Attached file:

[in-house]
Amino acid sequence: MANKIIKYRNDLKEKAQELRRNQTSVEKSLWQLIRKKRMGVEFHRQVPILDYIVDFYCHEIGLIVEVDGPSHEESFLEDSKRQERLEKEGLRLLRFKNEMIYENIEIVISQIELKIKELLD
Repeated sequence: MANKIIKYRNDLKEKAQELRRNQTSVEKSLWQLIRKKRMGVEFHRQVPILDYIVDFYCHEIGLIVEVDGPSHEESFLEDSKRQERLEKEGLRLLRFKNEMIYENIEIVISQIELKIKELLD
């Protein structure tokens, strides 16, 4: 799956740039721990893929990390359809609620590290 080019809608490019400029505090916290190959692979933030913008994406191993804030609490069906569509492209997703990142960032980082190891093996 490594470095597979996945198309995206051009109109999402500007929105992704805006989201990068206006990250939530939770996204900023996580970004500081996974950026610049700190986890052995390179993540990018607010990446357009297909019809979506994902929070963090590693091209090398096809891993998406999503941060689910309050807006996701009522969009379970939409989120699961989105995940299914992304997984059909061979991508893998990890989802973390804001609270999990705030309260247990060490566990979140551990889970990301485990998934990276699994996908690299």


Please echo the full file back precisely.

[in-house]
Amino acid sequence: MANKIIKYRNDLKEKAQELRRNQTSVEKSLWQLIRKKRMGVEFHRQVPILDYIVDFYCHEIGLIVEVDGPSHEESFLEDSKRQERLEKEGLRLLRFKNEMIYENIEIVISQIELKIKELLD
Repeated sequence: MANKIIKYRNDLKEKAQELRRNQTSVEKSLWQLIRKKRMGVEFHRQVPILDYIVDFYCHEIGLIVEVDGPSHEESFLEDSKRQERLEKEGLRLLRFKNEMIYENIEIVISQIELKIKELLD
């Protein structure tokens, strides 16, 4: 799956740039721990893929990390359809609620590290 080019809608490019400029505090916290190959692979933030913008994406191993804030609490069906569509492209997703990142960032980082190891093996 490594470095597979996945198309995206051009109109999402500007929105992704805006989201990068206006990250939530939770996204900023996580970004500081996974950026610049700190986890052995390179993540990018607010990446357009297909019809979506994902929070963090590693091209090398096809891993998406999503941060689910309050807006996701009522969009379970939409989120699961989105995940299914992304997984059909061979991508893998990890989802973390804001609270999990705030309260247990060490566990979140551990889970990301485990998934990276699994996908690299």